§ 40. Intercustodial conflicts involving enemy property; authority of President to conclude; delegation of authority
The President, or such officer or agency as he may designate, is authorized to conclude and give effect to agreements to further the amicable and expeditious settlement of intercustodial conflicts involving enemy property, subject to the following:
(1) The authority granted in this section shall extend only to agreements with governments with which the United States was not at war in World War II.
(2) Such agreements shall be in accordance with the policy of protecting and making available for utilization the American and nonenemy interests in such property and further the elimination of enemy interests in such property and the efficient administration and liquidation of enemy property in the United States.
(3) For the purposes of this section, the United States as to any intergovernmental agreements hereafter negotiated shall seek treatment equal to that accorded United States nationals for persons who, although citizens or residents of any enemy country before or during World War II, were deprived of full rights of citizenship or substantially deprived of liberty by laws, decrees, or regulations of such enemy country discriminating against racial, religious, or political groups: Provided, That on September 28, 1950, such persons were (1) permanent residents of the United States and (2) had declared their intention to become citizens of the United States in conformity with the provisions of the Nationality Act of 1940, as amended; and that such persons shall have acquired citizenship of the United States prior to the effective date of any intergovernmental agreement hereafter negotiated.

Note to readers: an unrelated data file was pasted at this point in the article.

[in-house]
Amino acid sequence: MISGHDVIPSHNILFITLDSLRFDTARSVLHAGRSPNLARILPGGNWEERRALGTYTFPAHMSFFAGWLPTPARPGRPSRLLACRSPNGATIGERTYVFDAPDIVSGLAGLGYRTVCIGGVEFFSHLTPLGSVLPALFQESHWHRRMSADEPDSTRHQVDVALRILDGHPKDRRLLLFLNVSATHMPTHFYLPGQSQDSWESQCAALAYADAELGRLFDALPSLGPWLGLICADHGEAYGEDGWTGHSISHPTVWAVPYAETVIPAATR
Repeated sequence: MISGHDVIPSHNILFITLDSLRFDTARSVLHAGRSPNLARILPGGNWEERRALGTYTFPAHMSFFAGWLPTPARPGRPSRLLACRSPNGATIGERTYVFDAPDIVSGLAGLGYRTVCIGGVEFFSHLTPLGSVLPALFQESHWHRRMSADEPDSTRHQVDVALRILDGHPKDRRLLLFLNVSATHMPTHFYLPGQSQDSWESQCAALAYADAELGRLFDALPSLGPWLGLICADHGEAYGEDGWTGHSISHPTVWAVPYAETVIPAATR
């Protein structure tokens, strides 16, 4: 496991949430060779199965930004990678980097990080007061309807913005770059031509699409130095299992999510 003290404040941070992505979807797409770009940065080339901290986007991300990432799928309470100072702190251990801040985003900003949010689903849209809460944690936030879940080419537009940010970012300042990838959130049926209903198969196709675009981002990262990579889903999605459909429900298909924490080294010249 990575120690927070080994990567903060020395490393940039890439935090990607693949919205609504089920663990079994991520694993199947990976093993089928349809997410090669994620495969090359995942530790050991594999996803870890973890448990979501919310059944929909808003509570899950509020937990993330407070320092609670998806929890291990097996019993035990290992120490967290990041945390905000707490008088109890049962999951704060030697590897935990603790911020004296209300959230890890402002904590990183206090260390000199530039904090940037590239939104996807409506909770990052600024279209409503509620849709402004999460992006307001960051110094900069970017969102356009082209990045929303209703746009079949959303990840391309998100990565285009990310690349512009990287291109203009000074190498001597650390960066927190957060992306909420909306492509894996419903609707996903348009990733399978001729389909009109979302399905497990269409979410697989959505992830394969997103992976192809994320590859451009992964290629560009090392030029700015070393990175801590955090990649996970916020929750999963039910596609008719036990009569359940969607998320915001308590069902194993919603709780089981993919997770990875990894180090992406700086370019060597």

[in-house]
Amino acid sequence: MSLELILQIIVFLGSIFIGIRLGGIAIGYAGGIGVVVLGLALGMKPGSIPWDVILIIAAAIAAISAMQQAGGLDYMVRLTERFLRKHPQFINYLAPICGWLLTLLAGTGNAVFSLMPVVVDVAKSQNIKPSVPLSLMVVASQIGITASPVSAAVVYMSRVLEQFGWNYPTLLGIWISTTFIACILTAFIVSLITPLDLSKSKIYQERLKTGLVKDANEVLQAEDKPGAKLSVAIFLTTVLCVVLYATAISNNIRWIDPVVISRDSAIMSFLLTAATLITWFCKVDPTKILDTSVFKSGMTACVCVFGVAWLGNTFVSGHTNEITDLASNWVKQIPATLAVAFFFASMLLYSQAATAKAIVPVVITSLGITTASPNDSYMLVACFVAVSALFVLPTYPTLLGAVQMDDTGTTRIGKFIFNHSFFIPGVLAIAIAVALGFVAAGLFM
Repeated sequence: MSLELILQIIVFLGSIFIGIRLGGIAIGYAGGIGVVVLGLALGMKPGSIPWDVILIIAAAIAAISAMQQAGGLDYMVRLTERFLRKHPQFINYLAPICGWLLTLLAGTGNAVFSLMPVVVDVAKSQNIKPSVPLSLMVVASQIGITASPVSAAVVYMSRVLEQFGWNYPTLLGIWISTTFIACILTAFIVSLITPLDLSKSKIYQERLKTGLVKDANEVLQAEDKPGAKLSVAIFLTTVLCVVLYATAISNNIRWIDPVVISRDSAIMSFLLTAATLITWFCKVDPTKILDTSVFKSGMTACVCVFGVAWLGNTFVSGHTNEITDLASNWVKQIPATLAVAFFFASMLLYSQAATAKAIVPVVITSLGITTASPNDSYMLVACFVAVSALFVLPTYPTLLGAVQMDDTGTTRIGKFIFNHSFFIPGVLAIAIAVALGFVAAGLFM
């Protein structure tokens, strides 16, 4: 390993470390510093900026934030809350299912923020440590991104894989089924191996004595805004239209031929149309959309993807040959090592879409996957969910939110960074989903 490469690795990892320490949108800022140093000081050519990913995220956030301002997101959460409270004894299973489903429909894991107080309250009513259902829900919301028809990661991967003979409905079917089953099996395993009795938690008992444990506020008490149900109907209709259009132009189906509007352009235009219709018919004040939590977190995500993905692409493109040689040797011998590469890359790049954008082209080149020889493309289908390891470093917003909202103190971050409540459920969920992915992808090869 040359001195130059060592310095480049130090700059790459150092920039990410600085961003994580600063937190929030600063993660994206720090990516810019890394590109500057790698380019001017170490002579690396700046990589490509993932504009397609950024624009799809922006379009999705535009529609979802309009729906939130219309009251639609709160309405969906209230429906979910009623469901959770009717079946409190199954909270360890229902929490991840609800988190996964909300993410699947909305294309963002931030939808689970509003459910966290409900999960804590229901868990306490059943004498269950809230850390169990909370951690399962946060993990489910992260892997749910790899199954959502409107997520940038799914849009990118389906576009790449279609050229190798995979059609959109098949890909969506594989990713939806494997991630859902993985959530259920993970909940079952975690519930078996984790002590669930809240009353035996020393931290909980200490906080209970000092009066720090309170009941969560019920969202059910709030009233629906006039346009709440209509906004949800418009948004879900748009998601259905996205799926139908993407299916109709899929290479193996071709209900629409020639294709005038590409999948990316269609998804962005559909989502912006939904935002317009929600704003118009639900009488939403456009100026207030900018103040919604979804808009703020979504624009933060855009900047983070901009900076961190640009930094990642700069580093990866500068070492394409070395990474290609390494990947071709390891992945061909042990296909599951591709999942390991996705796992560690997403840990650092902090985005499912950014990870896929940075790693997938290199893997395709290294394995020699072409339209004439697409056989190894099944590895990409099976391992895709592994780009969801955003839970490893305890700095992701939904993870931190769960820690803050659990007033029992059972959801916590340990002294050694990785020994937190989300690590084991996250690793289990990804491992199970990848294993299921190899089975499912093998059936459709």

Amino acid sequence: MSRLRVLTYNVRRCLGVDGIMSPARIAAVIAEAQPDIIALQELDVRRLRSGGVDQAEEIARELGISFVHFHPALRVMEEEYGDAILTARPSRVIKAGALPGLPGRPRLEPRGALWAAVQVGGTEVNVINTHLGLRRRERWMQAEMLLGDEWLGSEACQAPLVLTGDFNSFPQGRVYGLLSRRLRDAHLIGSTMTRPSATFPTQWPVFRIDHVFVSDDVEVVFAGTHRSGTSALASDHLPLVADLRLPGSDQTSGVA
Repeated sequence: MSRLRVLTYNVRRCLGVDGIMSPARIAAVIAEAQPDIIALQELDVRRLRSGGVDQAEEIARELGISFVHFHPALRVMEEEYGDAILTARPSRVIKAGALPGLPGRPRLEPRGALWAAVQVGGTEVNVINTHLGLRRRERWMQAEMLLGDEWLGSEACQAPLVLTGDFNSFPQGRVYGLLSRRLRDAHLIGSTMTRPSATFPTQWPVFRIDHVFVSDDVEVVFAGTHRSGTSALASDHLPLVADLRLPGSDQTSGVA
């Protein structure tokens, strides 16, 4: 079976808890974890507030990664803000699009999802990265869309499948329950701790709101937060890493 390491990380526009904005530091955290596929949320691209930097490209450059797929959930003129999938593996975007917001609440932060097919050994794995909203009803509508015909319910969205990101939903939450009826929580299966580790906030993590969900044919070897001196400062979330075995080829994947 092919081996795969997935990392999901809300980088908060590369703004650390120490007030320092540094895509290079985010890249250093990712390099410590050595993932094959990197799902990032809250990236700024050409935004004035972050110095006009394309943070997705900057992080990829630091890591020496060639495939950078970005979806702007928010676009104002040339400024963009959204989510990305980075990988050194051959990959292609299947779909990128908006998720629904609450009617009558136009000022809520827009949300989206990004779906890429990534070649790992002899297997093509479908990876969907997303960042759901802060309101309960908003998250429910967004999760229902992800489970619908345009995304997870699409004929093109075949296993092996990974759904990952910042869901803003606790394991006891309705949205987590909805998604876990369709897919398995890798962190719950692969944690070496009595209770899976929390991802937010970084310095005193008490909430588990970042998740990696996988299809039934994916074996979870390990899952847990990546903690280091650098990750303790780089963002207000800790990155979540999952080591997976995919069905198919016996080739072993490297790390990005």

(4) Reimbursement to the United States by other governments pursuant to such agreements shall be administered as vested property: Provided, That nothing contained in this section shall hinder, restrict or limit the payment of claims from the War Claims Fund established by section 13 of the War Claims Act of 1948 (Public Law 896, 80th Congress, July 3, 1948; 62 Stat. 1240; 50 U.S.C. app. 2001–2013), as amended [section 2012 of this Appendix].